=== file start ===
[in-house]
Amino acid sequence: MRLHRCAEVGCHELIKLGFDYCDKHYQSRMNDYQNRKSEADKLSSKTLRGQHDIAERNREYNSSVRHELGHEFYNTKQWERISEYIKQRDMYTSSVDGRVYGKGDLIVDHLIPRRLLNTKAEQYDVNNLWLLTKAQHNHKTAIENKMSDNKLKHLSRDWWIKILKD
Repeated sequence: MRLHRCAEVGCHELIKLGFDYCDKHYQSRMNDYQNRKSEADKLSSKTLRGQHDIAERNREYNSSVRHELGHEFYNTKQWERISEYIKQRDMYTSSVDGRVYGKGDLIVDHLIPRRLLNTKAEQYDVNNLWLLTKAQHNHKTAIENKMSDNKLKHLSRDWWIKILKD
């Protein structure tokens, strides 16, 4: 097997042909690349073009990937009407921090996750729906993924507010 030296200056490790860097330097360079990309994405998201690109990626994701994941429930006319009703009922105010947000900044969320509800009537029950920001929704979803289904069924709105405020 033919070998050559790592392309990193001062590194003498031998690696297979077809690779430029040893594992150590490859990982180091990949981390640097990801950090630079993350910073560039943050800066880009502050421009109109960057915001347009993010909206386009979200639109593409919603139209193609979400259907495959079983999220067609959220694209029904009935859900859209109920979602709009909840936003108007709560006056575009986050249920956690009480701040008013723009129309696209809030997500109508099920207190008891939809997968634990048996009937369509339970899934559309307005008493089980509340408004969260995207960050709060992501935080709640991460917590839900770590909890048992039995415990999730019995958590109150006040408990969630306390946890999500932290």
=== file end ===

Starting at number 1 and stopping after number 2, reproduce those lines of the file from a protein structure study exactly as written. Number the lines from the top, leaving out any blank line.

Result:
[in-house]
Amino acid sequence: MRLHRCAEVGCHELIKLGFDYCDKHYQSRMNDYQNRKSEADKLSSKTLRGQHDIAERNREYNSSVRHELGHEFYNTKQWERISEYIKQRDMYTSSVDGRVYGKGDLIVDHLIPRRLLNTKAEQYDVNNLWLLTKAQHNHKTAIENKMSDNKLKHLSRDWWIKILKD